HEMA Competition Manager (HEMA CM) is a popular and widely used software for HEMA tournaments and represents a significantly different data set from the one I normally have available. The software’s creators, Carl Ryrberg and Björn Carlander, were kind enough to provide a data dump to study.
In the data sets I have used in the past, the majority of tournaments were deductive afterblow format. This is to say, landing an afterblow would simply decrease the point value of the initial hit, possibly negating it completely.
The majority of HEMA CM tournaments, on the other hand, feature a full afterblow format. In this format points each fighter is awarded points for the most valuable target they struck before hold is called. Which means that if Fighter A scores a 1 point attack, and Fighter B responds with a 2 point afterblow, Fighter B gains a point advantage in the exchange.
For starters, I am looking at Longsword data. This is because, like always, there is way more of it and therefore a much better sample size.
1&2 vs 2&3
There are two common point values assigned to low and high value targets. The first is 1 point for a low value target and 2 points for a high value target. The other is 2 points for the low value target and 3 points for the high value target. (Typically high value targets are cuts/thrusts to the head and thrusts to the torso. All other attacks are low value. But the rules can vary from event to event.)
The logic behind the 2&3 scoring is that it encourages fencers to land clean exchanges, rather than gaining points by being on the high side of bilateral hits and slowly accumulating leads with 2-1 exchanges. Which sounds like a noble intention, but it certainly isn’t as popular.
When I asked Carl why he preferred the 1&2 system he explained that ‘clean’ was not his main objective of the Nordic League rules (under which the majority of these tournaments were fought). Instead his goal was to encourage fencers to go for deep targets, and create more interesting fights. In a 2&3 system a defender can reduce their opponent’s point gain to 1 point by throwing an afterblow to the leg, which would be half the value of a 2 point geyslern or hand strike. The concern being that placing a disproportionately high priority on clean fencing will lead to fencers preferring to snipe shallow targets at a distance.
Bilateral Hit Percentage
There isn’t a particularly notable difference between 1&2 and 2&3 scoring, 33% vs 38%, (overall a 15% increase in the number of bilateral hits for 2&3 scoring). Because this data is far from heterogeneous (the two rulesets were always used at different events, which naturally have slightly different attendance) I don’t know if this is significant enough to say that 2&3 leads to more bilaterals. But we can probably put to bed the idea that 2&3 produces fencing with fewer bilateral hits, the very reason for its conception.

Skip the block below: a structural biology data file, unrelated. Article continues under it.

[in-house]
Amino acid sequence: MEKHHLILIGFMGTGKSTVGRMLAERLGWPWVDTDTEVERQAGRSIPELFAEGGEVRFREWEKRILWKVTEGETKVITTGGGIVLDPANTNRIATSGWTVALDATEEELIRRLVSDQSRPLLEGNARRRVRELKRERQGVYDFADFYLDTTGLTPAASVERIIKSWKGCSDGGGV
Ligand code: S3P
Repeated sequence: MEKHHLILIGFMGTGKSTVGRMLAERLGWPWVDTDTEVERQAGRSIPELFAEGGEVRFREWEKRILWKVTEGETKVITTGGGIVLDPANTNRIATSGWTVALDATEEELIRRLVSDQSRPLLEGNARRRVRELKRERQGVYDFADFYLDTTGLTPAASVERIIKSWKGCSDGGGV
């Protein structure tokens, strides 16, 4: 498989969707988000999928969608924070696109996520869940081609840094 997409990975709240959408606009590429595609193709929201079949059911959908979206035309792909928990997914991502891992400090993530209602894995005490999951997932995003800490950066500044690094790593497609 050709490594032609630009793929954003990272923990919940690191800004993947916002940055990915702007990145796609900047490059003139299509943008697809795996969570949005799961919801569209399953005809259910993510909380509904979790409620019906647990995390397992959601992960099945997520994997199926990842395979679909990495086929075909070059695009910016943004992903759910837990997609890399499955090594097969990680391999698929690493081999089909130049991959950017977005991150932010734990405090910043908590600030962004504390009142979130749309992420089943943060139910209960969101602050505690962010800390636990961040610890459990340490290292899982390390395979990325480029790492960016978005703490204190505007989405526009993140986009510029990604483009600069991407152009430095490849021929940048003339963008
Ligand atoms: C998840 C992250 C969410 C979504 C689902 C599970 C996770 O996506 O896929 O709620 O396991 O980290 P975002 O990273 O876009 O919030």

Deep Target Percentage
Organizers assign point values to targets to encourage certain behaviors and discourage others. Typically goals are to have fencers fight cleanly (see above) and to go for deep targets. Therefore the percentage of attacks which are awarded the high point value is fairly representative of the percentage of attacks which are directed at deep targets.
There are two ways of looking at this data. Do you consider an exchange with both fencers landing 1-1 as two shallow target hits, or one shallow target hit? I’m inclined to the former, but tried both to see if there was a difference.
There was not.
It is basically a wash in the deep target percentage between both point allocations. (I also don’t have the deep target percentages from the Swordfish Live Streams, and am not rewatching them all to add another bar to the graph.)
Essentially we’ve learned that 1&2 and 2&3 don’t make a big difference in the two biggest data metrics. But that doesn’t necessarily mean that they are interchangable; participant experience is something which often doesn’t correlate very well with the underlying numbers. For instance at Longpoint 2019 several competitors disliked the ranking algorithm because their perception was that it punished people who went in deeply, even though crunching the numbers proved that it wasn’t true.
Now, does the pressure applied by each of these allocations match what the organizers intended? Do the actual technical skills exhibited differ significantly enough to warrant one over the other? That ball is back in the subjective eye-of-the-beholder court.
- Thanks to Carl Ryrberg and Björn Carlander for providing the HEMA CM data, and all the hard work they put into the software to benefit the community.
- Thanks to Tim Magnuson for working with the data, because I’m incompetent with Microsoft SQL Server.
Stats for Nerds
One issue with the data was the number of 0-0 exchanges recorded. In most Full Afterblow tournaments this is not a valid exchange. Exchanges with no quality or judge agreement should be recorded as ‘no exchange’. Exchanges worth the same amount of points for each fencer (1-1, etc…) should be inputted as the exchange number. So it is basically impossible to tell what a 0-0 exchange is. As such I ignored this data and didn’t factor it into any of the calculations.
|Score 1||Score 2||Count|
1 & 2
2 & 3